Harvesting has a great tradition in Hungary as, in addition to hard work, it was celebrated with delicious snacks, beautiful wines, parades, music, and joyful get-togethers. Here are the most important customs and traditions related to this period, many of which are still held today.
In the 16th-17th centuries, the harvest was a true holiday, for which even the knights who fought in a foreign land returned home. It was an unmissable event, an important part of social life and, last but not least, an important place for getting to know each other. During that period, legislation was suspended. According to Vylyan, the custom of balls emerged only in the 18th-19th centuries, within the framework of which the harvest work was closed with dinner and a dance. In addition to dancing, wine drinking could not be missed either. This often resulted in small fights without which no real harvest fun could pass, reported Borászportál. Harvest balls had a special social significance. In some cities, it was thought that if someone did not go to the harvest ball, they would stay unmarried forever.
Traditionally, harvesting started with noise, rioting or pistol shots, after which the work began. The girls and women picked the grapes in a bucket or basket and the men collected the grapes in their grape gathering baskets called “puttony” in Hungarian, which were made of wood at the time. The grains were usually crushed by bare feet, most commonly by a young lady, before being pressed, after which the actual winemaking began. The countryside was loud with cheerful songs and jokes during the work.
At the end of the day, the harvesters wore a vintage wreath on their shoulders, which was a wreath of bunches of grapes decorated with wheat and ribbons. It used to be gathered at the landlord’s gate to praise the crop, and the landlord held a dance party in the evening. In connection with the harvest ball, the day ended with a parade which is still celebrated in many places.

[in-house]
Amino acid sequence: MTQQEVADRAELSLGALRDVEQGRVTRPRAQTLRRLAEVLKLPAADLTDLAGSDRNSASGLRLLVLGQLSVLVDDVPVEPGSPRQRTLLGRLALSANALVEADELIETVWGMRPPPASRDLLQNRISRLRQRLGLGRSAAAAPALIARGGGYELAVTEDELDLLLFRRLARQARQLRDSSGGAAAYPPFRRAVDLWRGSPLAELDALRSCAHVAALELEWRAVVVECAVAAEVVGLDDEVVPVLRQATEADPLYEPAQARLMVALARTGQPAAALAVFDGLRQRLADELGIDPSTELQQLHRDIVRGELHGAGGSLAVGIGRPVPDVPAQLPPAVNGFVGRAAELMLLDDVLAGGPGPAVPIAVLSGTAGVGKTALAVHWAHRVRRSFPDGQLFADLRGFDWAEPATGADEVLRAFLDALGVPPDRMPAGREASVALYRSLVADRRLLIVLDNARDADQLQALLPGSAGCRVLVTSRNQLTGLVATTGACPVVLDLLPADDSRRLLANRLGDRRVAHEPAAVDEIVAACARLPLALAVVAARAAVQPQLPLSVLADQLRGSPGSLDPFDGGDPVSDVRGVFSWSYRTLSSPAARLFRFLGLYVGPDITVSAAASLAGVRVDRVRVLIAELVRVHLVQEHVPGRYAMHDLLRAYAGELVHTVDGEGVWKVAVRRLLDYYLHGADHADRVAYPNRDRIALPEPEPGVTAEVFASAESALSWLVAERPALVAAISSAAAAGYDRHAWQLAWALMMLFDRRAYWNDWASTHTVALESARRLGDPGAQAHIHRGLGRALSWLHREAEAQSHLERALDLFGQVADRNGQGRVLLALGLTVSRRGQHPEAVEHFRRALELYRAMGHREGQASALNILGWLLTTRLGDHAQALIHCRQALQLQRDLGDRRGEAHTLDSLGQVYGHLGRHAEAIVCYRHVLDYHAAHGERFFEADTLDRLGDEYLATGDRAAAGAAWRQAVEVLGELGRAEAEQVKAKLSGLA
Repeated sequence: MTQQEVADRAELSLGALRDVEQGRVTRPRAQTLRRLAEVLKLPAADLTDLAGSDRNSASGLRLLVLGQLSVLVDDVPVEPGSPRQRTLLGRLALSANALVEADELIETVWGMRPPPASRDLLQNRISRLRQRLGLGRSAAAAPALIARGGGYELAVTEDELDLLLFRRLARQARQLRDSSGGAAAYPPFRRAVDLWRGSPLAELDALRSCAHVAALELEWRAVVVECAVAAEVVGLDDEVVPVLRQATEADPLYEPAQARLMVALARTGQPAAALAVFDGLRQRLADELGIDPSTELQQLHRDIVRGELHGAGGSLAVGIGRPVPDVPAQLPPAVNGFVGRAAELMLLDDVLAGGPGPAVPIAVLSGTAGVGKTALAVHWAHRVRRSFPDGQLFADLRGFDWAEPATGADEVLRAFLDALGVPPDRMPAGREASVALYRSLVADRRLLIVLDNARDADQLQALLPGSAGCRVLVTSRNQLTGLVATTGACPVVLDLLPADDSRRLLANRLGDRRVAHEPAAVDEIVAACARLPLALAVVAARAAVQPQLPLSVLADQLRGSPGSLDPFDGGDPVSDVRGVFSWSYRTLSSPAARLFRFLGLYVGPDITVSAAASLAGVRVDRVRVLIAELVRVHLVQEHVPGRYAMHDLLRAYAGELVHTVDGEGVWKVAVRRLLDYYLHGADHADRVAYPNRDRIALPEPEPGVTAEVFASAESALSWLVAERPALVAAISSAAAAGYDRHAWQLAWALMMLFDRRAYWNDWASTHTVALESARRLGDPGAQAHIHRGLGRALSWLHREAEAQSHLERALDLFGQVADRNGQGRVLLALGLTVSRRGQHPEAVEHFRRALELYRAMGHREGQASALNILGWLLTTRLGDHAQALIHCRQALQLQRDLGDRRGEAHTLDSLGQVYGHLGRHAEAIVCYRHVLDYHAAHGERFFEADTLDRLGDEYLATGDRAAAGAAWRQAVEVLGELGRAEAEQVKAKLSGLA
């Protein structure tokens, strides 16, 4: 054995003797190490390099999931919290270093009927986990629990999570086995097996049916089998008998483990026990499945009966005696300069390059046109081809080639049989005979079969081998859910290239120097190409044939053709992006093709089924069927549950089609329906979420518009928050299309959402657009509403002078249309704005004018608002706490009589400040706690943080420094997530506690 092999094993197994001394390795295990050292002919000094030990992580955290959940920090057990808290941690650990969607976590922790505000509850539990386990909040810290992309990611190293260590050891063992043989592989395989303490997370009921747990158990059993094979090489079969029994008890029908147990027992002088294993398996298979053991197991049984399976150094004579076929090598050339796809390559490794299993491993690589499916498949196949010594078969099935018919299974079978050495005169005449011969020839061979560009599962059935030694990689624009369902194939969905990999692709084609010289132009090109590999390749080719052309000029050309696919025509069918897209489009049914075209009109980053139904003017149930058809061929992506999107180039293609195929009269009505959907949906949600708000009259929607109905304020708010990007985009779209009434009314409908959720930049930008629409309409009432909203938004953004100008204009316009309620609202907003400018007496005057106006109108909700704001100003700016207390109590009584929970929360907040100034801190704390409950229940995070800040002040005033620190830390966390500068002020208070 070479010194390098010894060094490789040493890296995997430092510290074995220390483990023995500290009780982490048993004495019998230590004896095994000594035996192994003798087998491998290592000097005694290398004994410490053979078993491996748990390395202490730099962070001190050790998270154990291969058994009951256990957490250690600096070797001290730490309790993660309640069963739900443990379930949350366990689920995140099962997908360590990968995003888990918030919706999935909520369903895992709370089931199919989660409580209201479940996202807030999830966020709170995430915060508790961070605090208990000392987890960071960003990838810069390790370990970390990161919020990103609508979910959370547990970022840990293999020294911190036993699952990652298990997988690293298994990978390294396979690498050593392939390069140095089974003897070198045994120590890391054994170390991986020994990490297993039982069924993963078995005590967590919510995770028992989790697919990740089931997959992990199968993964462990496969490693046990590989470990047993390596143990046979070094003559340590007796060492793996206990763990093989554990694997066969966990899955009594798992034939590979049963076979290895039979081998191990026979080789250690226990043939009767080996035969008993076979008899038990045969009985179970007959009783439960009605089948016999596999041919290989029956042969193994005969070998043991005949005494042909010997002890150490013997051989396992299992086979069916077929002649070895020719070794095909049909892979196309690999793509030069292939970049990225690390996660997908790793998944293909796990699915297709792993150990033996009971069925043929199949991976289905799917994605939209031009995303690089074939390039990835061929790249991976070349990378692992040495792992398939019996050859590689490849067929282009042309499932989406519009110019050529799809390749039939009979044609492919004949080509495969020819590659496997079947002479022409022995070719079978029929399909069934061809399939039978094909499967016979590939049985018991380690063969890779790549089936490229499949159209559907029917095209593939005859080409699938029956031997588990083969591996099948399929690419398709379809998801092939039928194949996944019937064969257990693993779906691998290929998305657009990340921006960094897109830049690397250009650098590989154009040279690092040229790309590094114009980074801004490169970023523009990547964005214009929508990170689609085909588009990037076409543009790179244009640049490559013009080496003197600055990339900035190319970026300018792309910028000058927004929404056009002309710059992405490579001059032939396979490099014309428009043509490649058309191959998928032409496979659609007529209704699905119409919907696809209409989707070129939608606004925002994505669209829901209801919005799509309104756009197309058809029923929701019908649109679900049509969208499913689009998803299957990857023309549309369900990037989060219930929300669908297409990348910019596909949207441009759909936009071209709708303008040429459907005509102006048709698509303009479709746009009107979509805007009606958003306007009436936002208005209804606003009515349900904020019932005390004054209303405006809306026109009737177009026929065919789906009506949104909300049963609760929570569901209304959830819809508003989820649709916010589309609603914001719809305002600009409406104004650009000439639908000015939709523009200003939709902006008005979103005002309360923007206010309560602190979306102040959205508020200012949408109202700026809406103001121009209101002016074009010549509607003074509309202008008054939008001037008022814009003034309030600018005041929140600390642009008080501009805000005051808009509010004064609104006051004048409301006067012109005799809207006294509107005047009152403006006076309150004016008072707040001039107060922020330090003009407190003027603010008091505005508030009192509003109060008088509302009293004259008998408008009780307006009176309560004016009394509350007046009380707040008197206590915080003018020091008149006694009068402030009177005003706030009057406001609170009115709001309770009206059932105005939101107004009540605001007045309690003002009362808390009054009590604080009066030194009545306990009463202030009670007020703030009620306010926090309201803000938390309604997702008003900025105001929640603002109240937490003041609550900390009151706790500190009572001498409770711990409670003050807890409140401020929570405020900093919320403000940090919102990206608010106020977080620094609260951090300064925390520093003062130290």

The characters of the olden days – the judge, the maids and the dancers – are revoked by people dressing up today. An essential player is the wine king, who is responsible for the evening entertainment. A man in a red dress, called a baksus figure, planted on a barrel, cannot be left out of the fun either. Its origin can probably be traced back to Bacchus, the wine god of the Romans. In addition, other important characters are thieves and pipe enthusiasts who entertain the audience while at the same time showcasing their characteristic role from the harvest.
The vintage dish is made from mutton or beef. After the broth was served, beef stew or mutton stew was cooked in a cauldron. In addition to these, the traditional food of weddings, the Székely cabbage, could not be missing from the evening entertainment either, which was closed with special doughnuts for dessert. Along with the food, pálinka and wine were consumed during the party until dawn.
Harvesting has such a great tradition in Hungary that even the Hymn refers to it, saying thanks and gratitude for the abundant blessing of wine and grapes (“…In the vines of Tokaj, you dropped nectar…”). Harvesting habits change from century to century, but one thing is constant: the harvest is one of the most beautiful and important periods in the life of a winery.